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March 10, 2015: Jesse West-Rosenthal

Archaeology at Valley Forge
Jesse West-Rosenthal talk Photos courtesy of Stan Sarnocinski

Jesse West-Rosenthal, a doctoral candidate at Temple University, riveted the capacity audience at Washington Memorial Chapel with his enlightening show-and-tell presentation about archaeological discoveries at Valley Forge National Historical Park and the Chapel. After the talk, the audience adjourned for a reception and personal conversations with the presenter, as well as an up-close-and-personal look at some of the artifacts from Chapel digs.

Among the points made by Mr. West-Rosenthal:

  • Archaeology provides the material sources to better understand what really happened at the Valley Forge encampment.
  • The famous DuPortail map may not be contemporaneous with the 1777-78 Valley Forge encampment.
  • The village of Valley Forge was established as an industrial area in the early 1800s.
  • The Valley Forge soldiers went as far as 3 miles from camp to gather wood – and sometimes even farther.
  • Huts from the encampment reveal themselves as depressions in the ground.
  • The encampment was very defensible, with features including Mount Joy and Mount Misery and the Schuylkill River.
  • Washington ordered huts to be 14’x16’ for 12 rank and file soldiers with a split slab door and a fireplace opposite the door.
  • Steuben laid out how an encampment site was to look in his Instruction Manual (which he began writing – in French - at Valley Forge). The Manual (“Blue Book”) was used by the American Army until 1812.
  • Archaeological excavations have gone on for years at Valley Forge: -
  • 1962: Campbell excavated huts at Maxwell’s Brigade.
  • 1966: Cotter at Wayne’s Woods.
  • 1973: 13 additional huts identified. Camp uniformity was not present, for some huts had corner fireplaces. Did the soldiers purposely defy Washington’s orders? Or, because of time constraints, the winter weather, and the fact that the troops came into camp at different times, did the soldiers simply build their huts as quickly as they knew how?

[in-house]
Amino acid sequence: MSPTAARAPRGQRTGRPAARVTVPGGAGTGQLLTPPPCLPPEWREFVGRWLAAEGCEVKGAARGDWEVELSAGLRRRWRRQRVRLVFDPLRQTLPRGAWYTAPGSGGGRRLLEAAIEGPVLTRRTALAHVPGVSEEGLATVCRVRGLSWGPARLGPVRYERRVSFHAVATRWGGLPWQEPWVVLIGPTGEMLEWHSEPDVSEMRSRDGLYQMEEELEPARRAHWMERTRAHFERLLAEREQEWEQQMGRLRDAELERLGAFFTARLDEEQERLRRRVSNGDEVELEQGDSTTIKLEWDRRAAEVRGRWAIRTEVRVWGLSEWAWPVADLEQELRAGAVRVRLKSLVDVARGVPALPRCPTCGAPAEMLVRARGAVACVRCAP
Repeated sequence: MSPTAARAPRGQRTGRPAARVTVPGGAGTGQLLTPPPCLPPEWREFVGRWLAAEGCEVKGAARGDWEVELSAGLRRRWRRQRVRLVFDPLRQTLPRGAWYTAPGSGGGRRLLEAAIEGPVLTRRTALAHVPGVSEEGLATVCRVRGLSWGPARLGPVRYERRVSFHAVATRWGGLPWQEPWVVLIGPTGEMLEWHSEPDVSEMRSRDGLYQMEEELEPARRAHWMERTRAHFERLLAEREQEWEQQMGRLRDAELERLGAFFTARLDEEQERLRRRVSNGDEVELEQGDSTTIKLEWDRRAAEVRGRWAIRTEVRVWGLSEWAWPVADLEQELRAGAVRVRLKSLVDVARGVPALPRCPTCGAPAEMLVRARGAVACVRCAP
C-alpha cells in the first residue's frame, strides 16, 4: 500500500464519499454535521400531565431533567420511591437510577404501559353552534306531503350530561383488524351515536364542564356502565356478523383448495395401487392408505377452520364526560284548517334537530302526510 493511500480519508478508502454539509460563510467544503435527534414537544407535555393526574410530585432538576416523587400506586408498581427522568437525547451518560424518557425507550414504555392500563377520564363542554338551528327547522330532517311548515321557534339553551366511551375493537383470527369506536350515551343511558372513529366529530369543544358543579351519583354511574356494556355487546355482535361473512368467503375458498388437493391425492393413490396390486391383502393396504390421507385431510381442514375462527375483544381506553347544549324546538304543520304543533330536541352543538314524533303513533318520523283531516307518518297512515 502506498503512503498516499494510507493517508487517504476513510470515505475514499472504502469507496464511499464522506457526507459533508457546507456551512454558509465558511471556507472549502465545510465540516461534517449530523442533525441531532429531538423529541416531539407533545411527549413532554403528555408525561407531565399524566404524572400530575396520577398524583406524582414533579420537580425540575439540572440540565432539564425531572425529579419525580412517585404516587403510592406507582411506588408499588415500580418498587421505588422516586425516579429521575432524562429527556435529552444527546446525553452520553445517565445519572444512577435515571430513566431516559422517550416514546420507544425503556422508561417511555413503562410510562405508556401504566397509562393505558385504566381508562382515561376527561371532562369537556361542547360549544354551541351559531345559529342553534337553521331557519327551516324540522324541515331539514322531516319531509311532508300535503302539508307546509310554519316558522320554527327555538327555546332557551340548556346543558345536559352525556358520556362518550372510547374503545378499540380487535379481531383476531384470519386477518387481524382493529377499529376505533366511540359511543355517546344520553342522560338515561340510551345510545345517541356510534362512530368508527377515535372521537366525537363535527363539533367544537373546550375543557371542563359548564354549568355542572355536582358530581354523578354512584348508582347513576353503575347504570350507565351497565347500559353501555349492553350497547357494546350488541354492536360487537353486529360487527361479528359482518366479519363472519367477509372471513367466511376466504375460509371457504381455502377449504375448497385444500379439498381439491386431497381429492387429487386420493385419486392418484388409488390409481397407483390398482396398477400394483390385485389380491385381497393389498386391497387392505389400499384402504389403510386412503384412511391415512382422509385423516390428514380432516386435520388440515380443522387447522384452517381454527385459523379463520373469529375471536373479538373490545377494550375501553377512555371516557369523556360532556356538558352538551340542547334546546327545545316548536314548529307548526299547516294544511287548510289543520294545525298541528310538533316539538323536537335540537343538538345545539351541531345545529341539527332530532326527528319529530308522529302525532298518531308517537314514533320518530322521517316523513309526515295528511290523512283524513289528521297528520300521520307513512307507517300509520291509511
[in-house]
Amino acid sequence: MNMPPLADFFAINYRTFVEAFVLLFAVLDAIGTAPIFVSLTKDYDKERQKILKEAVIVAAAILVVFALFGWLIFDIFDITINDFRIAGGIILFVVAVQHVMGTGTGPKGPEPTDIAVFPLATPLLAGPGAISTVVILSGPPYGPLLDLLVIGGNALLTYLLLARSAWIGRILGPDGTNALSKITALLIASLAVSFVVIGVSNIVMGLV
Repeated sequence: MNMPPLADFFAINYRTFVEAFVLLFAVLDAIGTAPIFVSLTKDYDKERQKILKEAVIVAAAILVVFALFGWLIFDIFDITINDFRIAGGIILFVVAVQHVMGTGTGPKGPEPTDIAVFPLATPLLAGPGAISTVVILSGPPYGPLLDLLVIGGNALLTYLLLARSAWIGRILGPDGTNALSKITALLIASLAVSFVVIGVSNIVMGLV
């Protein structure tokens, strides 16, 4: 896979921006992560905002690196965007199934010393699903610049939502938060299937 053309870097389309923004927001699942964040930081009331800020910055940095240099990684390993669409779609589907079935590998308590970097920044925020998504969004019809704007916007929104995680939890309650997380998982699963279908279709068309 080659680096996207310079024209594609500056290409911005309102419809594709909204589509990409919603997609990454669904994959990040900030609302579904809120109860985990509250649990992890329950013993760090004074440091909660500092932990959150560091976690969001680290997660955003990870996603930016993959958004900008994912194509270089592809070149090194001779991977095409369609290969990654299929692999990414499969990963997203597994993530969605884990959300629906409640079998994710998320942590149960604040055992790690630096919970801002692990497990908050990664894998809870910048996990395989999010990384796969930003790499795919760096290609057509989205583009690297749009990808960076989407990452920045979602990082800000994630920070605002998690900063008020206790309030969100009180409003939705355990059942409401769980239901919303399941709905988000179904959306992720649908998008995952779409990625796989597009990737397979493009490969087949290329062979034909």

• 2000-2003: Wayne’s Woods under David Orr. This project took a broader approach to the brigade area and looked for totality – the kitchens, work areas, soldiers’ huts, officers’ huts, etc.
  • 2009-2011: National Park Service. Archaeologists looked for evidence of the dining cabin behind Washington’s Headquarters as referenced by a letter of Martha Washington. Found evidence of the former footprint of the log cabin as well as such things as a bone knife handle, 18th century redware, more refined crockery, a military-style buckle. A trash pit was also discovered. An 18th century privy, however, considered “archaeological gold,” has not yet been found in the Washington’s Headquarters area.
  • Washington Headquarters area has been inhabited from 2000 BC, even before Europeans came to America. Over 2000 objects have been found in this area, dating from 2000 BC to 1000 AD, including many spearheads.
  • 2007: Washington Memorial Chapel. Three “USA” 1777 buttons were found in the Chapel area, as was a hut with a corner fireplace. A rare piece of pipe stem was located near the chapel, too. A trash pit yielded scissors, buttons, musket lock, musket balls. Several bayonets were unearthed, some of which were used as candle holders. These soldiers were ingenious men: the sockets of British bayonets were shortened to fit French muskets. Although Washington allowed no gaming or cards, the soldiers flattened muskets balls and shaped them into wheels or dice, some with Roman Numerals on the sides.